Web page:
* 16 March 1884 in Schwandorf (Swabian Jura); † 26 June 1963 in Bremen
German painter and graphic artist
Albert Mueller is one of the most significant artists of Classical Modernity in Southwest Germany. His works are characterised by a reduction of forms and radiant colours.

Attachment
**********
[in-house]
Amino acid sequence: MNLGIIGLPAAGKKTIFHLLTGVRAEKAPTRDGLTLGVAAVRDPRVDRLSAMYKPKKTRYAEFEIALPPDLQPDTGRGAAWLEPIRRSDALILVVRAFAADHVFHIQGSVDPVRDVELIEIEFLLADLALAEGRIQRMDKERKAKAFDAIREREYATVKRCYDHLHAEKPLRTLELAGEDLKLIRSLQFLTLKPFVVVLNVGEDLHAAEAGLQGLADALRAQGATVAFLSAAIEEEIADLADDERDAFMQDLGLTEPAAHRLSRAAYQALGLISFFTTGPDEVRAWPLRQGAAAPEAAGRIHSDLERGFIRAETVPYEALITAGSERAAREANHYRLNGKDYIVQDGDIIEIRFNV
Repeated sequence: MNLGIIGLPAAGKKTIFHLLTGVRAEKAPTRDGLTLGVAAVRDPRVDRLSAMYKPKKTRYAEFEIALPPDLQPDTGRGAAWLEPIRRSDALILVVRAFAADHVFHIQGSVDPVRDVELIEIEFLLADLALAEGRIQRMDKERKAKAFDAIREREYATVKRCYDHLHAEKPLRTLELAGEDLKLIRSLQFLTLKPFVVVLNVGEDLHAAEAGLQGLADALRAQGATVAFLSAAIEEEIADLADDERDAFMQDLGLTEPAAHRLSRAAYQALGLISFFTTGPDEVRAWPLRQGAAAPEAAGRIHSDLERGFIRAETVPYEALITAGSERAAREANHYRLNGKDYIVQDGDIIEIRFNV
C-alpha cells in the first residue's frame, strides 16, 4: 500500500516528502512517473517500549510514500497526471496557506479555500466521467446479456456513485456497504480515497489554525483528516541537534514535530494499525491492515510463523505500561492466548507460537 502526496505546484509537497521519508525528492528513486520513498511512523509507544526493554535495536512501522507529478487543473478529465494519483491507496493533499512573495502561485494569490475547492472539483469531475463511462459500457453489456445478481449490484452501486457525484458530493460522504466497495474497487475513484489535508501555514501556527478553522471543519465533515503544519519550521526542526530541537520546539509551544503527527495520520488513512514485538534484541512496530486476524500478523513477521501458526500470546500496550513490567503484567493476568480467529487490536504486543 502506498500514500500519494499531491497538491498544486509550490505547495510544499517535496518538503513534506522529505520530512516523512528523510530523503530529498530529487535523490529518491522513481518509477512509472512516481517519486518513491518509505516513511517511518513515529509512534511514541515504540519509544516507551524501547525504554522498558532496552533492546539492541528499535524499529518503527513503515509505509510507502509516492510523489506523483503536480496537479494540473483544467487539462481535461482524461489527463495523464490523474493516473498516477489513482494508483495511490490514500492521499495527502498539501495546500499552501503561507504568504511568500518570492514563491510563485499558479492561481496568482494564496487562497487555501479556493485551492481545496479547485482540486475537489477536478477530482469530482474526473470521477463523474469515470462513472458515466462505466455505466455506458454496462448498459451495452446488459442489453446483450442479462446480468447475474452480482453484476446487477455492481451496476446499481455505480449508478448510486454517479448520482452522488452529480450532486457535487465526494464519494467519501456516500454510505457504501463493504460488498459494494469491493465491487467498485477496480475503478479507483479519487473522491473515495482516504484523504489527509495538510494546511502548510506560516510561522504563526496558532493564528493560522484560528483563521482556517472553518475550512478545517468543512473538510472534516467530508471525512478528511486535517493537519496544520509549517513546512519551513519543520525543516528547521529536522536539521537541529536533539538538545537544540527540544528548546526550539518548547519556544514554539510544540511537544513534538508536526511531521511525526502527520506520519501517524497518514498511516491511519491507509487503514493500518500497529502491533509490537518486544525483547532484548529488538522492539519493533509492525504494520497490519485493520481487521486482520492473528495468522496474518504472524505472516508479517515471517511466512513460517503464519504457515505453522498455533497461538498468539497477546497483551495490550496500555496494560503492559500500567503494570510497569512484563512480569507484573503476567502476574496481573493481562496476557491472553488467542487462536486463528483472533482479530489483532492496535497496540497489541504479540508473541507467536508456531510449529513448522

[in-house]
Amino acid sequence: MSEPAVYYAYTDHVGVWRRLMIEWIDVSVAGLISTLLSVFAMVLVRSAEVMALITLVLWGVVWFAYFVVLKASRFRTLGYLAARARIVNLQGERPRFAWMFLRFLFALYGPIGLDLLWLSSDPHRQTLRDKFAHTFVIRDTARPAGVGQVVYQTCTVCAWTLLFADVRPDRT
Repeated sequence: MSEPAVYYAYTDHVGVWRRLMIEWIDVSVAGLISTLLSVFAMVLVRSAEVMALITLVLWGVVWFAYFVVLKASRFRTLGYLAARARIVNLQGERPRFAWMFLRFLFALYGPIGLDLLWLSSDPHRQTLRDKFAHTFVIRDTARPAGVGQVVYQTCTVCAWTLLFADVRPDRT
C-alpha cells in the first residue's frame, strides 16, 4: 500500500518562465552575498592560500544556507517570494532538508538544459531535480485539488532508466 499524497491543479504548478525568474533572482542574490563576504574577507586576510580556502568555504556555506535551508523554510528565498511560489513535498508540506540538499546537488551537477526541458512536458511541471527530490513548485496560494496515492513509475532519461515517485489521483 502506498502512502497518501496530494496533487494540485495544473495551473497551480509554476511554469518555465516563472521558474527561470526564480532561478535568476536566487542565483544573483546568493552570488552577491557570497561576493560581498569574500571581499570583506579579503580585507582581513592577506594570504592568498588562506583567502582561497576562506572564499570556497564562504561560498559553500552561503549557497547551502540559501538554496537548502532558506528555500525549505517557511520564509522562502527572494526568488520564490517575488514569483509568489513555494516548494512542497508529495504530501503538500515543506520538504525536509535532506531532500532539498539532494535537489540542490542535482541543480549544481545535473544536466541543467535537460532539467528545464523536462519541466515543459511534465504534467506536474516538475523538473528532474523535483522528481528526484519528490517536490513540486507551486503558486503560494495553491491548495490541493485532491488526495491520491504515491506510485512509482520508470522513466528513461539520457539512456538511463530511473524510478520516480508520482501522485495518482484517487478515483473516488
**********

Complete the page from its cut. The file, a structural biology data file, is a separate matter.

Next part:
After his study of philology and painting, from 1914, he becomes, at the Stuttgart Academy of Art, master pupil of Adolf Hölzel, one of the central pioneers of abstraction. The Stuttgart exhibition “Tierschicksale” [Animal Fates] with paintings by Franz Marc deepens his engagement with the Blue Rider School. From 1915/16 the painter employs expressive forms. From1916, through his participation in exhibitions, he is made known to a wider audience. His experiences in the Great War cause him to reflect more intensely on religious themes. As a member of the November Group from 1919, he contributes to their exhibitions. In 1919 Mueller is among the founders of the Stuttgart Üecht group. From the beginning of the 1920s stylistic elements of Cubism appear in his works. He becomes a member of the Stuttgart Secession in 1924, in whose exhibitions, from 1926 on, he shows works in the style of the New Objectivity. From October 1929 Mueller teaches at the Stuttgart State School of Applied Arts. During the National Socialist period, in 1937 his works at the Stuttgart State Gallery are confiscated and denounced as ‘degenerate’. In 1942, as a result of slander and defamation, he is compelled to leave his teaching position. After World War II he participates in the first exhibition of the re-established Stuttgart Secession in 1947. Participation in further exhibitions follows, notably in among others, the show “Hölzel und sein Kreis” [Hölzel and his Circle] in 1961.